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1 day ago · Recent Ablation: Wait and See If Working in Heart Rhythm Conditions

@crashnam Hi Larry… I was wondering if your EP mentioned the 3 month 'blanking' period where you are expected to have episodes/PVCs etc as you recover from the procedure. I have done quite a bit of research about success rates for ablations and note that there really is no consensus about what that means. Generally though 1 or 2 months after is a little too soon but it is great that you are feeling better and that the ablation only lasted 4 hours, which to me means that it was not too challenging to fix I did ask my EP a year after my second ablation, when I have not had an episode – and he did confirm then that it was successful. He had given it only a 50/50 chance so either I was very lucky or I had a really good EP or both. Never mind that I may have to do it again. It feels strange in a way to think of it as a success when the procedure keeps you free from afib for 'only' a year but that is what it is. Mary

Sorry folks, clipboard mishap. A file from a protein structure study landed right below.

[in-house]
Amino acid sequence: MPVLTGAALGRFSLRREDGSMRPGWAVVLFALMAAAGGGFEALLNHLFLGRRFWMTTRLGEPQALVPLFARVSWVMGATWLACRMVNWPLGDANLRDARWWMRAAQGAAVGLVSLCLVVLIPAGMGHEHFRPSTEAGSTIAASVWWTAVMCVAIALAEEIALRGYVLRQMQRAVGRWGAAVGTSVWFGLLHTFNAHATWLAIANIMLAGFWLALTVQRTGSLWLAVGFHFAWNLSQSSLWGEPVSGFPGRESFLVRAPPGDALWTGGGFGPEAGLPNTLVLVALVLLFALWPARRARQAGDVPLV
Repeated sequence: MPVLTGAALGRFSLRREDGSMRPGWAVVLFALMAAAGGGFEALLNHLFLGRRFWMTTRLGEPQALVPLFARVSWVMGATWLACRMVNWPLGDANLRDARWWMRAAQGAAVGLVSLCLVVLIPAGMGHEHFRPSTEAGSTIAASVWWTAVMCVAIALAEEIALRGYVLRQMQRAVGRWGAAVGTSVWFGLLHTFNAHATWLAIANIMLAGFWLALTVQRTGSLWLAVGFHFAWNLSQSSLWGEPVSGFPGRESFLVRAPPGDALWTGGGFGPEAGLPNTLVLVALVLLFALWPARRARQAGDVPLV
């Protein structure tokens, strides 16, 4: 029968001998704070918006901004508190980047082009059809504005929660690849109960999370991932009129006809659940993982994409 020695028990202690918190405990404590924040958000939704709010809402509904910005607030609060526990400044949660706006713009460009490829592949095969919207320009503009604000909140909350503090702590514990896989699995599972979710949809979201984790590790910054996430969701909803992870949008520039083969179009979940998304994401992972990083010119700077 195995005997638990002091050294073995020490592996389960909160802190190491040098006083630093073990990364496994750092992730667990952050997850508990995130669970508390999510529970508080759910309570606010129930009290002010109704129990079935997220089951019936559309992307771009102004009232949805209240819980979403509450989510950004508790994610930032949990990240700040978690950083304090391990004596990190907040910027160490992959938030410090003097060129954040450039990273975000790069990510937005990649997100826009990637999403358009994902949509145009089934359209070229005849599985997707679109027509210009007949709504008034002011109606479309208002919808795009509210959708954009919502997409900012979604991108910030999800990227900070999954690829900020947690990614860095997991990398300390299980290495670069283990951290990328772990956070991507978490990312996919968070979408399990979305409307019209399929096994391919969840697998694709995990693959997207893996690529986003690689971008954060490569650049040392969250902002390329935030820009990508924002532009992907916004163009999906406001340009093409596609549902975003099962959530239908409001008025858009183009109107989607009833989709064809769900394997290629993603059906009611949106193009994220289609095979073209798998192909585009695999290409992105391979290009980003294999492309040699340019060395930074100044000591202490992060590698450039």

1 day ago · Pacemaker recipients. in Heart Rhythm Conditions

@lacudia Hello – I was wondering how you are doing after the AV node ablation and pacemaker implant. I find that most pacemaker recipients have it because of bradycardia or some sort of heart block. I am particularly interested in dual chamber PMs meant for Afib and flutter and how it all works. My EP is advocating it as a last resort should all the other options – 3rd ablation, propafenone, amiodarone, etc. does not work. Thanks.

Tue, Jun 18 12:25pm · Anyone going to 2019 NTM Physician/Patient Conference in Texas? in MAC & Bronchiectasis